All week I have been flooded with reports that the official cause of the 2003 electrical blackout was not, as reported, untrimmed trees and overheated transmission lines. The largest blackout in US history, more than 9,300 square miles, may have been caused by Chinese hackers gaining access to networks controlling the electrical grid. US intelligence officials have advised the Cyber Security Industry Alliance that forensic evidence suggests the PLA (Peoples’ Liberation Army) was behind the blackout.

The planet as a whole suffered multiple electrical blackouts last week from Belize to Iran and Nicaragua to South Africa. Hundreds of thousands of homes and businesses in the UK lost electricity when nine power plants stopped working. Many of these outages are a result of fuel shortages and may have nothing to do with cyber hackers but all were exacerbated by the centralized grid system. In the case of the UK power outage, one plant, a nuclear reactor by the way, in the centralized electrical grid failed taking eight more down with it.

As yet, there is no suggestion that the UK outage had anything to do with network intrusion and the privatized utilities are mum on the cause stating disclosure might raise wholesale energy prices. There is strong evidence that a Chinese PLA hacker, attempting to map the Florida Power & Light network brought about the Florida blackout in February. These events are all strong national security arguments in favor of decentralized power generation.

Also, this week, I was sent photographs of the largest operating container ship in the world, the Emma Maersk. The Emma Maersk with its 207’ beam and cargo capacity of more than 14,000 containers chock full of televisions, tires, toys and appliances can traverse the Pacific in four days. This fast transit and refrigerated containers allow the ship to bring perishables, seafood and exotic fruits, as well as trinkets from China.

Emma MaerskAs the Emma Maersk and other containerized cargo ships off load in Seattle or Long Beach or San Francisco and return to China, they ride much higher in the water. The US has nothing to trade in return and the containers go back empty and our dollars and our independence go with them.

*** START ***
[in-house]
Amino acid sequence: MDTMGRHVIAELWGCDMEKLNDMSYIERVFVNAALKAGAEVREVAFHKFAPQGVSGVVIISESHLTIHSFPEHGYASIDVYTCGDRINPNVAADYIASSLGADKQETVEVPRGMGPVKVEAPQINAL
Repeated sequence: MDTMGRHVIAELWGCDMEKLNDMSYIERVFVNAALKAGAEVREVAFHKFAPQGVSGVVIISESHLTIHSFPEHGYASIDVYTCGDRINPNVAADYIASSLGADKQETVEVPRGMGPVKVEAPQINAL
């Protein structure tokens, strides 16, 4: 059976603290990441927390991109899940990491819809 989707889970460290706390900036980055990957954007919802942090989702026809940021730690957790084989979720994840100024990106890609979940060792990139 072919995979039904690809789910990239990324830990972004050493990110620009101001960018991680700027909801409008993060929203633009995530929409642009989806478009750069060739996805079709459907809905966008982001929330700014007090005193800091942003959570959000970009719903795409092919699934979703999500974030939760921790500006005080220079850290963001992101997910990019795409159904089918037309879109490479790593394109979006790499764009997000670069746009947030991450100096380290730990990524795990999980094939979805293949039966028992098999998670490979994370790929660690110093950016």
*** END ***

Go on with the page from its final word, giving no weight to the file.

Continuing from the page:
Outsourcing jobs to other countries has made the US dependent upon more than foreign oil. We have become dependent upon centralized cheap labor to satisfy our thirst for plasma televisions and cell phones and even food to the detriment of our own economy. Even worse, we then turn around and borrow back the money we export so eagerly to countries like China in order to finance our occupation of Iraq and corporate tax cuts.

The best way to shore up our local economy is to keep our dollars local. The best national security policy is to decentralize energy production, manufacturing and food production. Microgrids would be impervious to cyber attacks and we have plenty of clean wood waste locally to fuel combined heat and power generators that capture carbon emissions. Producing power locally means we have more dollars to reinvest in local infrastructure and to provide for social services.

Growing and eating local food is healthier and helps farmers here rather than factory farms in Asia. Frequently, I receive solicitations from foreign manufacturing firms to submit proposals on producing my wind turbine. My closest like kind competitor manufactures in Guadalajara for a fraction of our anticipated cost but we believe investing in the community and providing living wage jobs has long term benefits that exceed short term profits.

Nationally, the policy continues to support transferring our independence and security to countries like China. Here in Coos County the effects of US trade policies have been felt since the early ‘80s and the people have struggled and survived but just barely. It is time to dig in and convert our local assets into a healthy economy and stop importing, food, goods and energy and decentralize now, our independence depends upon it.